So, your college experience isn’t working out the way you planned? Maybe you want to change majors, don’t click with other students, want to be closer (or farther) away from home, or you’re just not feeling it. It’s OK to ask yourself, “should I transfer colleges?” As you think through this question, this post can help you figure out how to transfer colleges by answering some common questions.
1. How do you transfer schools?
This is a broad question, but there are some simple steps to start transferring schools. First, make sure the school (or schools) you’re considering transferring to has your major. (If you aren’t sure what to major in, you can take our majors quiz for some ideas.) Second, ask yourself what you like about your current school and what you don’t like. Make a list and use that list to research schools that keep things from your “like” list and address the “don’t like” list. Here’s an example of what that may look like:
Now for step three, do your research and look for student blogs and stories to get a better feel for the college or university. If a school accepts transfer students, they’ll have a section of their admissions pages that give you all the nuts and bolts of applying. Don’t be afraid to reach out to the transfer admissions people, because they can help you navigate the transfer application and the college credit transfer process. You can connect with transfer admissions at information sessions, which are often held throughout the year to answer questions on how to transfer schools.
2. Will my credits transfer?
Transferring credits is a big part of the transfer student experience. Some universities have agreements that easily transfer credit from community colleges in the area, or they have a system to match up your existing credits to core curriculum requirements. This is called a transfer credit evaluation, or TCE, and you’ll need to submit an official transcript before your credits are applied to your new school.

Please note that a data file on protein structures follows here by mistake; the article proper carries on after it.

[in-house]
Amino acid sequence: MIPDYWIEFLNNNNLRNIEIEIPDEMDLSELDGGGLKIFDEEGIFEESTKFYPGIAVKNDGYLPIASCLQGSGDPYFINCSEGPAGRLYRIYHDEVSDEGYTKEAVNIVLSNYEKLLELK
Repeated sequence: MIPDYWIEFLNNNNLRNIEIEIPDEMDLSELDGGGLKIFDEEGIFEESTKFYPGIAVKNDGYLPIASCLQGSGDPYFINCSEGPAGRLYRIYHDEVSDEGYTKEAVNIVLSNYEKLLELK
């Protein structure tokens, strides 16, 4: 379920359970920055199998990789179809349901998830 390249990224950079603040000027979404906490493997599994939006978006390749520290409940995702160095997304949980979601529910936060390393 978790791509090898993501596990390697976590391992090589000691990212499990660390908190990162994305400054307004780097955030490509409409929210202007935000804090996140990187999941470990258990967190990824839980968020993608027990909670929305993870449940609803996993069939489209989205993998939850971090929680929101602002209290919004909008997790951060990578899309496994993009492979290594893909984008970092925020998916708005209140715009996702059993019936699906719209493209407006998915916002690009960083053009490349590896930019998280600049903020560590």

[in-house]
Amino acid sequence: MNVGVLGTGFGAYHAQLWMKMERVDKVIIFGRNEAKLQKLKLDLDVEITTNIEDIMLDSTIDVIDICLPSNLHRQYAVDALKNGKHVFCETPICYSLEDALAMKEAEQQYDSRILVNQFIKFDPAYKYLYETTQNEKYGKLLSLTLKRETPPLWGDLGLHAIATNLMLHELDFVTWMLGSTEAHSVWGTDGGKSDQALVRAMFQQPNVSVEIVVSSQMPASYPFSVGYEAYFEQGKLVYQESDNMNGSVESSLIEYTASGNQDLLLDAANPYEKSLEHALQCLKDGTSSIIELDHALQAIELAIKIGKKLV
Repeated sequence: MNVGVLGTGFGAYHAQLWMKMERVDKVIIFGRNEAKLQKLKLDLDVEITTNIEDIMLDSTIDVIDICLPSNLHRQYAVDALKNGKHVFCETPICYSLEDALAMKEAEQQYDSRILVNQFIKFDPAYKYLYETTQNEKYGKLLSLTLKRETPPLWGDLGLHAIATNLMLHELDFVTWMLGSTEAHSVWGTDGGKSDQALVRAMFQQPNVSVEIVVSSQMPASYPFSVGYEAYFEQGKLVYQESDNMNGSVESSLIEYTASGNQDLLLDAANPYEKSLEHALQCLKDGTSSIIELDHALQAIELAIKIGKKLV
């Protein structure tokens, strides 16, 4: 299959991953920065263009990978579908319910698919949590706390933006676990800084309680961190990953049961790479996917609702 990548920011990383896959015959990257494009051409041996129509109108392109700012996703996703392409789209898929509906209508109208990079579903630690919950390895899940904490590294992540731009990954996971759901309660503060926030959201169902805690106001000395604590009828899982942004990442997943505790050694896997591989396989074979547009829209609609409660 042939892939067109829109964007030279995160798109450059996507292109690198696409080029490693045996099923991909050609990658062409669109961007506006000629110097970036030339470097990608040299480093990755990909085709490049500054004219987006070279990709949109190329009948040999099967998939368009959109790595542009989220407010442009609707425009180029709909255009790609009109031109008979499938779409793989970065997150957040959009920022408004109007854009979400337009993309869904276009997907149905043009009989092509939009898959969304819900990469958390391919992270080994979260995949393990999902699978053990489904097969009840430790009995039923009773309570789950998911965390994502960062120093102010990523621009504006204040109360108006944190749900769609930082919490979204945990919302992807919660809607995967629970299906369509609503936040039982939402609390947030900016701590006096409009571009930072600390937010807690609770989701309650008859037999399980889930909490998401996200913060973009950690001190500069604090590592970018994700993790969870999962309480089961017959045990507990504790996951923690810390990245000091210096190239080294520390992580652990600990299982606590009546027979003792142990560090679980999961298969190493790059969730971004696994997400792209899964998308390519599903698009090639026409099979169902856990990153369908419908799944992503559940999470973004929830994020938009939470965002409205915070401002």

You can use CollegeTransfer.net to get an idea of how your credits will transfer. It’s important to know a college or university can have special degree requirements that may not align with your credit transfer. You’ll definitely want to ask the admissions office about that, so you aren’t surprised.
3. How many credits can I transfer?
This really depends on where you decide to transfer. At Cabrini, students can transfer up to 78 credits toward their degree. Some schools, however, limit credit transfer or require you to spend a certain amount of time at their school (usually called a “residency requirement”) before being able to graduate. It’s important to know any special requirements as you’re planning.
4. Are there scholarships for transfer students?
Transfer scholarships do exist, but you’ll most likely need to meet certain academic requirements to be eligible. Schools like Cabrini offer transfer scholarships, and you can also find foundations and organizations that provide scholarships as well. U.S. News recently wrote an article on scholarships for transfer students, which may give you some leads.
If you are transferring from community college to university, you should talk to your advisor. He or she can provide more guidance, not only on scholarships, but also on any additional paperwork needed to transfer.
If the school you choose does not provide transfer student scholarships, you are still eligible for student loans and can complete your FAFSA just like you did at your current college or university.
5. What do universities look for in a transfer student?
A lot of schools will only consider transfers from accredited colleges and universities. They will also look for a lot of the same things that they do for freshmen candidates. Your transfer application will provide them with your grades, the rigor of your curriculum, and any incompletes or issues with your transcripts. Most schools have a minimum GPA requirement, which can be different depending on your planned major.
You may need to write an essay, which will help demonstrate your potential and desire to do well at the school. At the end of the day, a transfer admissions officer will try to determine if you will succeed—both academically and socially—at their university.
Transferring universities or colleges can be daunting, but there are a lot of resources out there to help you along the way. Do your research, have an idea of what you’re looking for, and talk to people!
If you’re interested in Cabrini’s undergraduate offerings, you can check out our list of majors, register for an upcoming transfer student information session, or contact our transfer admissions team.